Occupy Barberville

Went to join the “Occupy Barberville” movement but there isn’t one. So I drove on to Pierson – nope. I don’t get it – are the people in Barberville and Pierson not concerned about the greedy whatevers? I wasn’t much concerned about greed but am really upset about the fact that the lake level is still too low and wanted to protest that. I was planning to expand the protest and join in with any group protesting greedy nematodes – nobody. I bet if I stood on the corner (the only corner) in Barbersville and had a big sign that said “Occupy Barberville” somebody (in a pickup truck) would stop and offer me a cold brew. Or maybe they’d drive by and throw the empty bottle at me. Too risky so I’m going to “Occupy the Dock” tomorrow.

A few posts back I mentioned an experiment with a San Marzano, pruning it severely to give it a new start. It didn’t. So I yanked it out to see if nematodes had attacked the roots but they were clean so whatever got the plant was something different. I guess that’s partly good news. Basically all the Marzano’s in that cohort crashed with the same visible symptoms and they were spaced around the garden so it was either the weather or a flying critter that did the deed as opposed to a localized soil condition. Personally, I think I planted them just a month or so too early so they were maturing in the worst possible time – as it turns out.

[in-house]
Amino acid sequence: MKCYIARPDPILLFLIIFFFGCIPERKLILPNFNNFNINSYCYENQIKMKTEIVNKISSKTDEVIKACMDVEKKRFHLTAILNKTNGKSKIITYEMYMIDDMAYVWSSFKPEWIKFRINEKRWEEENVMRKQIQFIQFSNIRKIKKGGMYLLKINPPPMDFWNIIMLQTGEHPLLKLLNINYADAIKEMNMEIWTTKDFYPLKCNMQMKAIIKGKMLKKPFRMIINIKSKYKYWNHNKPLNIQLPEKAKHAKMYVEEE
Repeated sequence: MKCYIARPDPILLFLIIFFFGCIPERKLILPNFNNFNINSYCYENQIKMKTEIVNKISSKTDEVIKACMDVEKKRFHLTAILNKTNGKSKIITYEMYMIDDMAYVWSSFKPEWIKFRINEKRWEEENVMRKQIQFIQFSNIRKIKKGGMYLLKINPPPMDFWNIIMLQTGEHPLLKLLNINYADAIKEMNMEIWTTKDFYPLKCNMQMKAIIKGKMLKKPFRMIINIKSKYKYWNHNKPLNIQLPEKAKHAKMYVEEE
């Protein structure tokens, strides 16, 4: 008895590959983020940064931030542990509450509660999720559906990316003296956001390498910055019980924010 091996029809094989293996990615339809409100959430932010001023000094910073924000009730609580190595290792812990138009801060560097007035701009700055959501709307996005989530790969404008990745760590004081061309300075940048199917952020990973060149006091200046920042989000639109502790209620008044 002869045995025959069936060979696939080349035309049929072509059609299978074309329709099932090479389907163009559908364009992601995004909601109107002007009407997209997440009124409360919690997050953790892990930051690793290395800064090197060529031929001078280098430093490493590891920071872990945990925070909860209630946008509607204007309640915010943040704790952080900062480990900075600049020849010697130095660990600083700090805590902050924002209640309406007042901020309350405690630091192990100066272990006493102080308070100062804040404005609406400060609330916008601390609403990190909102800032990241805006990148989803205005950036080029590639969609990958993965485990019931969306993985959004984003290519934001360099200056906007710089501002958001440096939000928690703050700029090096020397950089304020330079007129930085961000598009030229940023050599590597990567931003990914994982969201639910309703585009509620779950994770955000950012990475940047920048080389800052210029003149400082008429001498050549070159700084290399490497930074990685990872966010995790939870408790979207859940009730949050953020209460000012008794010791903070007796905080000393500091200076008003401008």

I thinned the beets using the scissor technique described in an earlier post. Supposedly this is good for the remaining plants since their roots are not disturbed by pulling out adjacent plants. The timing on this was extremely critical. Nothing to do with the plants but rather getting the small scissors. Nancy, being a quilter, has a long position on scissors so you’d think me borrowing a pair for a good cause would be a no-brainer. Wrong – these scissors are not intended to clip beets. I know that these small beet stems are much, much softer than any thread and no way could this application have an adverse affect on the stainless steel blades but quilting tools are quilting tools and garden tools are garden tools. So I had to wait until she was out of the house for a while to pull it off with no controversy. If I visit the issue again, it will be when we’re eating the beets, and I’ll ease into the topic softly. In another week or so I’ll repeat the process on the carrots.

I mentioned a while back that O’Brians, one of our favorite breakfast spots, had closed and a sign forecasting the “Swamp Shack” was posted. I opined that this was going to be a juke joint but it looks like it might reopen as a restaurant. The sign says “swamp cuisine”. Maybe this is a clue as to where the missing bears and gators are ending up. I haven’t seen a drop off in the number of armadillos around so maybe that’s not classic swamp fare. I haven’t checked out the menu yet so this is all speculation but you have to know gator, turtle, and swamp cabbage would feature high on the entree list. How about a rack of raccoon; possum and squirrel stew?

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